A word about wood: Warm wood tones--or painted white wood--should come into play in every farmhouse. If real wood walls are affordable to you, that's preferred, even if you just do one wood wall--flanking a fireplace, for instance, or going up a staircase. On our spec homes we unfortunately don’t do anything with reclaimed wood because it’s so expensive. Instead we use lesser expensive materials and then finish them in a way that makes them look like they’re old reclaimed wood. The farmhouse of my dreams would make generous use of shiplap paneling.
Do you dream of a farmhouse?
For more farmhouse inspiration, follow my Farmhouses board on Pinterest.
I like to think that you can't tell my houses by my backsplashes. There are plenty of design trademarks that I do tend to carry from house to house, but my backsplashes have been almost all different. This is because I never get bored with dreaming up backsplashes. I think they’re a great opportunity for a home to express itself--to make a splash. Here are 13 of our favorite backsplash ideas:
*The majority of these photos are from homes done by Bynum Residential Design in Nashville, but when that's not the case the photo links to the original source.
1) Slate tile backsplash. In this kitchen, we’ve taken 12X12 slate tiles, cut them into thirds, and installed them in a random pattern.
2) A chalkboard backsplash. We love the idea of putting chalkboard paint to use as a backsplash.
3) A beadboard backsplash. Beadboard works great, especially in a cottage-style home. If you have glass cabinet doors up top, consider extending the beadboard from the backsplash up through the back of the cabinets.
4) Backsplash of windows. Pictured here is the backsplash that we did that was all windows in the 925B Kirkwood house; it was a huge hit.
5) Glass tile backsplash. As a slightly glitzier alternative to ceramic subway tiles, I like to use glass subway tiles.
6) Backsplash of different size tiles. I often like to use glass tiles in different sizes--sometimes in a single color, sometimes using a variety of colors. We've had good luck using sheets of pre-cut tile for some of our backsplash installations.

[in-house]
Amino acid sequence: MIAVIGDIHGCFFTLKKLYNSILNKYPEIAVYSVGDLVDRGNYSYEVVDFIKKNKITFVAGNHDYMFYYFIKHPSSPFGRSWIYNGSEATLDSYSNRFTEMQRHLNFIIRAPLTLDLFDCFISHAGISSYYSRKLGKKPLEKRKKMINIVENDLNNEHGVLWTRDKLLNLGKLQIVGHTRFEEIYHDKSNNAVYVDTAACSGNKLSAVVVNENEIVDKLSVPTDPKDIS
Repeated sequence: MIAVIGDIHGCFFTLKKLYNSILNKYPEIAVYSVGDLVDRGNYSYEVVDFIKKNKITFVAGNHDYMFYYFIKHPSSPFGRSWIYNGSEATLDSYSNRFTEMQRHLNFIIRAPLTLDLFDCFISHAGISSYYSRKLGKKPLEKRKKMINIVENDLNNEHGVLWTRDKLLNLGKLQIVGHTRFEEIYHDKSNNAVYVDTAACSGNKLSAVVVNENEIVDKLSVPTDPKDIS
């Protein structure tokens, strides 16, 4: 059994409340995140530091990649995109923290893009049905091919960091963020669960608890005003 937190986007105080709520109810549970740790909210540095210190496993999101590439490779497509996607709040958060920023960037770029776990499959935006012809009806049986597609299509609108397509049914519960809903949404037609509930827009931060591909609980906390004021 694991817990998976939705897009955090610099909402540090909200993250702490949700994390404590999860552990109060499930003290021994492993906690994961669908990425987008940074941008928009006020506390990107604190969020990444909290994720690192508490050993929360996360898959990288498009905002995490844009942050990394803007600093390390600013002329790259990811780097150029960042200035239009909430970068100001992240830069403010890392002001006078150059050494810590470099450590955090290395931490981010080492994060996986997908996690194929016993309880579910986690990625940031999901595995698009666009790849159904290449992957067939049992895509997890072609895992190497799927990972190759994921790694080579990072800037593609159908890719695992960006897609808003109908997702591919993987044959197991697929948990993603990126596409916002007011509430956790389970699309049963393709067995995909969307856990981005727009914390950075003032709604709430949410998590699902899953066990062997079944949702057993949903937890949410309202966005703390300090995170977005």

7) Multi-material backsplash. Another favorite idea: use multi-material tiles with marble and metal and glass, all combined in a mosaic.
8) Stainless steel tile backsplash. We’ve also used metal tiles—subway shaped—in a kitchen, and it instantly ups the glamour--kind of like slathering the walls in shards of mirrorball. These tiles are especially beautiful with candlelight reflecting off of them.
9) A tongue and groove backsplash. Tongue and groove (or shiplap) is great in a lake house, beach house, or any space where you want a more casual, country, or coastal vibe.
10) A mirror backsplash. A great way to add light and polish to a bar or kitchen. Antiqued mirror backsplashes are best.
11) A stacked backsplash. Sometimes we install the tiles stacked for a more modern look. The 12South house we did on Lawrence Avenue is big format glass, which I think works great in a spacious kitchen.
12) A vertical backsplash. Consider installing brick-shaped tile vertically instead of horizontally; this would be best in a bathroom backsplash.
13) A mixed materials backsplash. Don't necessarily feel like you have to choose only one backsplash material. In the kitchen below we used stone tile squares, wood, and hexagon penny tile to create an eclectic backsplash.
What's your favorite backsplash look?
Dee Bynum has his finger on the pulse. Whether it’s following trends, scouting emerging neighborhoods and infill opportunities, or overseeing the development of a design, Dee’s dedication to—or obsession with—his projects is renowned.